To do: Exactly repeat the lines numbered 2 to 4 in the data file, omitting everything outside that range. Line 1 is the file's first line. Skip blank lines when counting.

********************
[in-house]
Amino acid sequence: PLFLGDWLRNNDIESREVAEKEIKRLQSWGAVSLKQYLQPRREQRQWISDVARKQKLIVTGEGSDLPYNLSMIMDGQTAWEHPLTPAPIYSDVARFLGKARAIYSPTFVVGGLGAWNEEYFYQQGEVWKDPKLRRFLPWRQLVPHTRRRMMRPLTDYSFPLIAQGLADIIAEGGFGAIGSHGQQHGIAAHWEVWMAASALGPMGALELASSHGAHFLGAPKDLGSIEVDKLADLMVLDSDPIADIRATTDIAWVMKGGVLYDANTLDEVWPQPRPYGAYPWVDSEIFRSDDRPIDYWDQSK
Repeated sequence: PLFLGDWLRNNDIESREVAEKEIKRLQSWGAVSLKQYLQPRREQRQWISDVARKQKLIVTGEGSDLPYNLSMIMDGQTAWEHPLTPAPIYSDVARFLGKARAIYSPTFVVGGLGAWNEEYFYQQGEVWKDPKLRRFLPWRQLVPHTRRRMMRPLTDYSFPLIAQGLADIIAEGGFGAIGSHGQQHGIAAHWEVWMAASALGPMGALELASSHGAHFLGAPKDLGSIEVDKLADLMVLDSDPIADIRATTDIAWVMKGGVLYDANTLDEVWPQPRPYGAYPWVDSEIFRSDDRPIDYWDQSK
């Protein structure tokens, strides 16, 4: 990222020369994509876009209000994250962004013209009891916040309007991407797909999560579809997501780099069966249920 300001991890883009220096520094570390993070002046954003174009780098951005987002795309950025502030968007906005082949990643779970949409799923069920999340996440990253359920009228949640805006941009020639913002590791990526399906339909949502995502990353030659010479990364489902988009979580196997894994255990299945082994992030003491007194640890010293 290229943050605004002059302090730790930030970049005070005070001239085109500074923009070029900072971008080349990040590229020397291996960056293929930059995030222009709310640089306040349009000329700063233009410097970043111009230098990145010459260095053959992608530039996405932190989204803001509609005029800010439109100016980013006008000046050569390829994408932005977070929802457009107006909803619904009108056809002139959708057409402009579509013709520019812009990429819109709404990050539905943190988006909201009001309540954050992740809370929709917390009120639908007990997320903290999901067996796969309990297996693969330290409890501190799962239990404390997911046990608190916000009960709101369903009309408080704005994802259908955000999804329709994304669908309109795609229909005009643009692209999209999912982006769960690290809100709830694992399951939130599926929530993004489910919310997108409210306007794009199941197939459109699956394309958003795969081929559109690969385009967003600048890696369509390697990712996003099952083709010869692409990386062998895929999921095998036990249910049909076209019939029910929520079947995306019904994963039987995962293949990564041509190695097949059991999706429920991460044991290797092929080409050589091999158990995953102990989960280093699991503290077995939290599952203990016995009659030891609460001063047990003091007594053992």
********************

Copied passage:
Amino acid sequence: PLFLGDWLRNNDIESREVAEKEIKRLQSWGAVSLKQYLQPRREQRQWISDVARKQKLIVTGEGSDLPYNLSMIMDGQTAWEHPLTPAPIYSDVARFLGKARAIYSPTFVVGGLGAWNEEYFYQQGEVWKDPKLRRFLPWRQLVPHTRRRMMRPLTDYSFPLIAQGLADIIAEGGFGAIGSHGQQHGIAAHWEVWMAASALGPMGALELASSHGAHFLGAPKDLGSIEVDKLADLMVLDSDPIADIRATTDIAWVMKGGVLYDANTLDEVWPQPRPYGAYPWVDSEIFRSDDRPIDYWDQSK
Repeated sequence: PLFLGDWLRNNDIESREVAEKEIKRLQSWGAVSLKQYLQPRREQRQWISDVARKQKLIVTGEGSDLPYNLSMIMDGQTAWEHPLTPAPIYSDVARFLGKARAIYSPTFVVGGLGAWNEEYFYQQGEVWKDPKLRRFLPWRQLVPHTRRRMMRPLTDYSFPLIAQGLADIIAEGGFGAIGSHGQQHGIAAHWEVWMAASALGPMGALELASSHGAHFLGAPKDLGSIEVDKLADLMVLDSDPIADIRATTDIAWVMKGGVLYDANTLDEVWPQPRPYGAYPWVDSEIFRSDDRPIDYWDQSK
């Protein structure tokens, strides 16, 4: 990222020369994509876009209000994250962004013209009891916040309007991407797909999560579809997501780099069966249920 300001991890883009220096520094570390993070002046954003174009780098951005987002795309950025502030968007906005082949990643779970949409799923069920999340996440990253359920009228949640805006941009020639913002590791990526399906339909949502995502990353030659010479990364489902988009979580196997894994255990299945082994992030003491007194640890010293 290229943050605004002059302090730790930030970049005070005070001239085109500074923009070029900072971008080349990040590229020397291996960056293929930059995030222009709310640089306040349009000329700063233009410097970043111009230098990145010459260095053959992608530039996405932190989204803001509609005029800010439109100016980013006008000046050569390829994408932005977070929802457009107006909803619904009108056809002139959708057409402009579509013709520019812009990429819109709404990050539905943190988006909201009001309540954050992740809370929709917390009120639908007990997320903290999901067996796969309990297996693969330290409890501190799962239990404390997911046990608190916000009960709101369903009309408080704005994802259908955000999804329709994304669908309109795609229909005009643009692209999209999912982006769960690290809100709830694992399951939130599926929530993004489910919310997108409210306007794009199941197939459109699956394309958003795969081929559109690969385009967003600048890696369509390697990712996003099952083709010869692409990386062998895929999921095998036990249910049909076209019939029910929520079947995306019904994963039987995962293949990564041509190695097949059991999706429920991460044991290797092929080409050589091999158990995953102990989960280093699991503290077995939290599952203990016995009659030891609460001063047990003091007594053992």